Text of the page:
Tengujo, the world’s thinnest paper, almost completely transparent

In the Kochi prefecture of Japan, the company Hidaka Washi produces the world’s thinnest paper, called Tengujo, which is almost completely transparent on drying. Although the paper is extremely thin and almost transparent, it also offers serious durability with its long fibers.

About 1,000 years ago, workers created Tenjugo by hand that was used as curtains, tissue paper, decorated kimono – traditional Japanese garment. After that, the paper is used in typewriters. Over time, the paper became as thin as possible, using the machine rather than using the hands as before.

Takao Makino, the head of Kibi conservation studio explaining the process.
Takao Makino, the head of Kibi conservation studio explaining the process.

In 2014, Hiroyoshi Chinzei – director of Hidaka Washi – received orders from the National Archives of Japan: creating a Tengujo that weighs only 1.6g per meter. If successful, this Tengujo will be the thinnest paper in the world today. After two years of research, Hiroyoshi Chinzei was successful. Even Hidaka Washi Company also created a unique type of Tengujo, with a thickness of only 0.02mm, thinner than human skin, an achievement that no one in the world has been able to repeat.

How is Tengujo made?

Tengujo is made from mulberry tree trunks (Kozo). The Japanese workers wash, remove the dust on the Kozo, and strip into small fibers. The material is then soaked in a water tank combined with Neri – a thick viscous liquid that is derived from the Tororo-Aoi plant, also known as sunset hibiscus. This process helps the Kozo fibers to be flexible, sticky, and easy to form into thinner fibers. This stage takes a lot of time, effort. Despite being industrialized, workers still used their hands during the critical period.

Kozo plants is then soaked in a water tank combined with neri.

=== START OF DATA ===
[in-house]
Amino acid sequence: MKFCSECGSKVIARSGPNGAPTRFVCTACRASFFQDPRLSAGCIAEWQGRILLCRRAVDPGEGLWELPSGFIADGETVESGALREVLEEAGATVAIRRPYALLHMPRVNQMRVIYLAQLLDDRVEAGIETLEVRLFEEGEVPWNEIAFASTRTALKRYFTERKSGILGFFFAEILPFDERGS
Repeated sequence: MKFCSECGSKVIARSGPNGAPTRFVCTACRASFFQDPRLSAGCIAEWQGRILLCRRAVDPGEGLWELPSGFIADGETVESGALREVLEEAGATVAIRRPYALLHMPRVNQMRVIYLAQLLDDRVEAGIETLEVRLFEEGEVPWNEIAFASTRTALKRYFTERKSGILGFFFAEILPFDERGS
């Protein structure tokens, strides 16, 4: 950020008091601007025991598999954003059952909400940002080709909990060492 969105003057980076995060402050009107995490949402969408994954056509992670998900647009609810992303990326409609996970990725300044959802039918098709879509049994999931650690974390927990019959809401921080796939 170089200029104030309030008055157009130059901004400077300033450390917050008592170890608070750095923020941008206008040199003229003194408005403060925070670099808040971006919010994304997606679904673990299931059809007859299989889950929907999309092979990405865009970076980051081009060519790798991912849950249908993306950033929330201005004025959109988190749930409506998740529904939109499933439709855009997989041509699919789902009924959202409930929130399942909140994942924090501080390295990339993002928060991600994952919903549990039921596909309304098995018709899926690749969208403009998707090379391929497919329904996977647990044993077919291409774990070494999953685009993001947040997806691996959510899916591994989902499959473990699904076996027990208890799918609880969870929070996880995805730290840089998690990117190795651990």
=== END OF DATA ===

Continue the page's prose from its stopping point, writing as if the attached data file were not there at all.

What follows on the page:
Kozo plants is then soaked in a water tank combined with neri.

The skillful craftsmen turned the fiber into long white threads, which are then removed from the tub and spread out evenly over a screen, like a spider’s web. By the time the liquid dries, the fibers cling together, forming a thin, delicate yet interestingly durable sheet of paper.

According to Hiroyoshi Chinzei, this process is not a secret of any company, and it is easy to follow if you follow the rules and be careful.

Many people wonder what kind of tasks ultra-thin paper will do!

Currently, many Japanese companies can produce Tengujo so thin that it cannot be used for any writing or decoration purposes. Instead, the only and most important benefit of ultra-thin Tengujo is to protect other types of paper, especially ancient texts.

When liquid dries, it forms a thin, delicate yet interestingly durable sheet of paper.
When liquid dries, it forms a thin, delicate yet interestingly durable sheet of paper.

Choi Soyeon – an expert in document preservation at Yale University’s British Arts Center (USA) – said that documents, manuscripts, books, and newspapers are susceptible to corrosion over time. Therefore, experts really need a paper-like Tengujo to protect important documents.

Until now, Tengujo has become the first choice of major libraries and museums in the world such as the Louvre Museum (France), the Library of Congress, the British Museum and the British Art Center at Yale University (USA).

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